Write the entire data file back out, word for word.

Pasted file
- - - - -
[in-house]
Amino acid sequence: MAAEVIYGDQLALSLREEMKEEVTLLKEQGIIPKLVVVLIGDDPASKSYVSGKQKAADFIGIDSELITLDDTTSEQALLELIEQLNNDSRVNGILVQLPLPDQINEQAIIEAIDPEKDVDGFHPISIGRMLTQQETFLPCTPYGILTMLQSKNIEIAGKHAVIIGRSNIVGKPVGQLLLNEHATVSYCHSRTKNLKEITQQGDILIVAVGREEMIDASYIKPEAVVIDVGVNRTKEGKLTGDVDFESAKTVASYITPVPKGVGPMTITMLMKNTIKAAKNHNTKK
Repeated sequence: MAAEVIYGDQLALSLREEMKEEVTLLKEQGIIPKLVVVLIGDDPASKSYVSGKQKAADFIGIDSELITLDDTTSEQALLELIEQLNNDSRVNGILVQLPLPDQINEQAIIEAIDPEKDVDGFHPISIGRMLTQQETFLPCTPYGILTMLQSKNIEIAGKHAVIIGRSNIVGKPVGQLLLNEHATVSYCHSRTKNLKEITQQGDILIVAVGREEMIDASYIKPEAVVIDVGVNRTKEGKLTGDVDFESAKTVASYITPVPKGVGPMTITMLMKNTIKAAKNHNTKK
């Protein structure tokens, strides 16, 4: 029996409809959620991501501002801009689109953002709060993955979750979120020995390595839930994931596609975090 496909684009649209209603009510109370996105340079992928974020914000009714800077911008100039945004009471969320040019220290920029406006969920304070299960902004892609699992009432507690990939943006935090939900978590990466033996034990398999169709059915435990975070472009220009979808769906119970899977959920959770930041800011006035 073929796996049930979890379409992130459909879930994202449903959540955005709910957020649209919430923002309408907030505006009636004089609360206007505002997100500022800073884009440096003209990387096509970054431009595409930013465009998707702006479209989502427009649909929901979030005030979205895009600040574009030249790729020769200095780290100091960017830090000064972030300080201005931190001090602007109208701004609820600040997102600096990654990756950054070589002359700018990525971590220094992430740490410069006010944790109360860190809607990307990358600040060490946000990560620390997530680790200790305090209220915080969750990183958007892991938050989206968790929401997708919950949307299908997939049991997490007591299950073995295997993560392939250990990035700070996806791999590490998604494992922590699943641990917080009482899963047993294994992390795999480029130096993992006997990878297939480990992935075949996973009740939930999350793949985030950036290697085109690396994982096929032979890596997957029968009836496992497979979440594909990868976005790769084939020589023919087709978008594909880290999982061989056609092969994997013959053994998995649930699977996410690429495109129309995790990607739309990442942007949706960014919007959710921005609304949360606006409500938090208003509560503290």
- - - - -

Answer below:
[in-house]
Amino acid sequence: MAAEVIYGDQLALSLREEMKEEVTLLKEQGIIPKLVVVLIGDDPASKSYVSGKQKAADFIGIDSELITLDDTTSEQALLELIEQLNNDSRVNGILVQLPLPDQINEQAIIEAIDPEKDVDGFHPISIGRMLTQQETFLPCTPYGILTMLQSKNIEIAGKHAVIIGRSNIVGKPVGQLLLNEHATVSYCHSRTKNLKEITQQGDILIVAVGREEMIDASYIKPEAVVIDVGVNRTKEGKLTGDVDFESAKTVASYITPVPKGVGPMTITMLMKNTIKAAKNHNTKK
Repeated sequence: MAAEVIYGDQLALSLREEMKEEVTLLKEQGIIPKLVVVLIGDDPASKSYVSGKQKAADFIGIDSELITLDDTTSEQALLELIEQLNNDSRVNGILVQLPLPDQINEQAIIEAIDPEKDVDGFHPISIGRMLTQQETFLPCTPYGILTMLQSKNIEIAGKHAVIIGRSNIVGKPVGQLLLNEHATVSYCHSRTKNLKEITQQGDILIVAVGREEMIDASYIKPEAVVIDVGVNRTKEGKLTGDVDFESAKTVASYITPVPKGVGPMTITMLMKNTIKAAKNHNTKK
């Protein structure tokens, strides 16, 4: 029996409809959620991501501002801009689109953002709060993955979750979120020995390595839930994931596609975090 496909684009649209209603009510109370996105340079992928974020914000009714800077911008100039945004009471969320040019220290920029406006969920304070299960902004892609699992009432507690990939943006935090939900978590990466033996034990398999169709059915435990975070472009220009979808769906119970899977959920959770930041800011006035 073929796996049930979890379409992130459909879930994202449903959540955005709910957020649209919430923002309408907030505006009636004089609360206007505002997100500022800073884009440096003209990387096509970054431009595409930013465009998707702006479209989502427009649909929901979030005030979205895009600040574009030249790729020769200095780290100091960017830090000064972030300080201005931190001090602007109208701004609820600040997102600096990654990756950054070589002359700018990525971590220094992430740490410069006010944790109360860190809607990307990358600040060490946000990560620390997530680790200790305090209220915080969750990183958007892991938050989206968790929401997708919950949307299908997939049991997490007591299950073995295997993560392939250990990035700070996806791999590490998604494992922590699943641990917080009482899963047993294994992390795999480029130096993992006997990878297939480990992935075949996973009740939930999350793949985030950036290697085109690396994982096929032979890596997957029968009836496992497979979440594909990868976005790769084939020589023919087709978008594909880290999982061989056609092969994997013959053994998995649930699977996410690429495109129309995790990607739309990442942007949706960014919007959710921005609304949360606006409500938090208003509560503290």